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Swirl Painting With Acrylics

Welcome to the first official installment of ShineKids, a little corner of this blog dedicated to fun things for the kiddos in your life!

This week I shared a swirl painting method with enamel paints that my kids and I just discovered. We dropped oil-based enamel paints, the kind that come in little jars for painting model cars and the like, in a bucket of water and then dipped canvases and paper in the paint, yielding bright and vibrant swirled designs.

You can also use acrylic craft paints and we tried this method as well. This is a good project for younger kids because the clean up is easier than with enamel paints.

How-To: Swirl Paint With Acrylics
Protect your work surface with a vinyl tablecloth or newspaper, and set up an area with newspaper for your artwork to dry. Wear clothes that can get paint on them…dried acrylic paint doesn’t come out of clothes easily.

In a 9×13 pan, combine 1/4 cup of Borax powder and 3/4 cup water. (If you don’t have Borax, you can also use liquid starch , or add a couple drops of dishwashing liquid to the water. The Borax, liquid starch or dishwashing liquid helps the color to adhere to the paper.)

Use ramekins or plastic cups to water down acrylic paints – about a teaspoon of paint to a couple drops of water. Mix with a paintbrush until paint is thinned out.

Then – the fun part – “flick” the thinned out paint onto the surface of the water. Seanie had seen a marbling artist use this technique on YouTube. He held his hand out and struck his fingers with the paintbrush, sending paint droplets onto the surface of the water.

The paint spreads out into a thin film on the water, or clings together in droplets. (If the paint is not thinned out, it will sink to the bottom of the pan.)

Continue to flick paint into the pan until you are happy with your color combination. You can use a thin paintbrush to gently move the paint droplets around, swirling the colors together, but don’t mix them too aggressively or your colors will run together too much.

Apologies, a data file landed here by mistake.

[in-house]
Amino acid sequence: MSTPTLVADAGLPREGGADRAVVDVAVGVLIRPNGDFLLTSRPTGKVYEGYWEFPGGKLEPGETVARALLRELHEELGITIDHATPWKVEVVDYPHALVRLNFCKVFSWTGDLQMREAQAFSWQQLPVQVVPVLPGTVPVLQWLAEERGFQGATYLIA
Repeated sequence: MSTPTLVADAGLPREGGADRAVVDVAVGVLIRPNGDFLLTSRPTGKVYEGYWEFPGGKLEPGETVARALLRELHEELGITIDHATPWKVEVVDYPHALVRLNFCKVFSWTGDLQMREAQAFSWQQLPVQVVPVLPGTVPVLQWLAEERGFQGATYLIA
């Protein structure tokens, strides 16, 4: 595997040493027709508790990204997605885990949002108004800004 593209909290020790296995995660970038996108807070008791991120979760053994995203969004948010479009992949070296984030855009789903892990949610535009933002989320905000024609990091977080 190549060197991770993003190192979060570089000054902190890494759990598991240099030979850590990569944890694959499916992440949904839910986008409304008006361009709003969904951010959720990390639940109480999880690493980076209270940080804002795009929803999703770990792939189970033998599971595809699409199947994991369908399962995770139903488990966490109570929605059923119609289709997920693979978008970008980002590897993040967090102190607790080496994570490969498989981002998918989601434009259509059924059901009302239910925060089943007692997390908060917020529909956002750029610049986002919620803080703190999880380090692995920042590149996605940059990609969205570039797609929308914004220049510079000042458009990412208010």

Take a piece of paper and lay it on top of the water. Immediately you will see the paint clinging to the paper. Peel back a corner of the paper and slowly lift it from the pan.

Lay the paper on newspaper to dry.

So exciting to see the different designs each time!

Hannah chose not to swirl the paint at all and got a splatter effect:

The paper that you use can affect the outcome of the colors. Depending on the amount of sizing in your paper (the glue that holds the paper together and makes ink or paint sit on the surface of the paper rather than bleed through it), your paint colors could show lighter than their actual color.
It’s interesting to see how the design comes out each time!

Some uses for this swirly artwork:  cover a journal, make into cards, cut up and use for gift tags, or just enjoy as is.

My kids LOVED trying this painting method, and it was equally fun for me. One of the best parts of being a mom is experiencing childhood all over again with my munchkins, and seeing their delight when we do something cool! It was a bit messy – but I’m so glad we tried it! You should give it a whirl!

Coming up on ShineKids:  more swirl painting – Hannah’s method for nails. Also:  getting crafty with duct tape and printable scavenger hunt lists for indoor and out!

If you’re looking for some more fun ideas for kids, how about these?

Ottoman Map Tray
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Karissa

Wednesday 17th of October 2012

How neat! Thanks for sharing! I am adding your site!

Andrea

Tuesday 16th of October 2012

Ah, my kids would love this too. And you're right, the possibilities are endless. Thanks for the great idea.

Jennifer @ Dimples and Tangles

Tuesday 16th of October 2012

So incredibly fun! My kids have been begging to paint something. I think we'll try this one!

Kim @ Plumberry Pie

Monday 15th of October 2012

very cool!

Suzy www.savedbysuzy.blogspot.com

Monday 15th of October 2012

Ummm, speaking of being a good mom...you are AMAZING! I've been wanting to try marblizing paper with my kids, so I'm definitely pinning this method to try. What kind of paper did you use? Regular copy paper?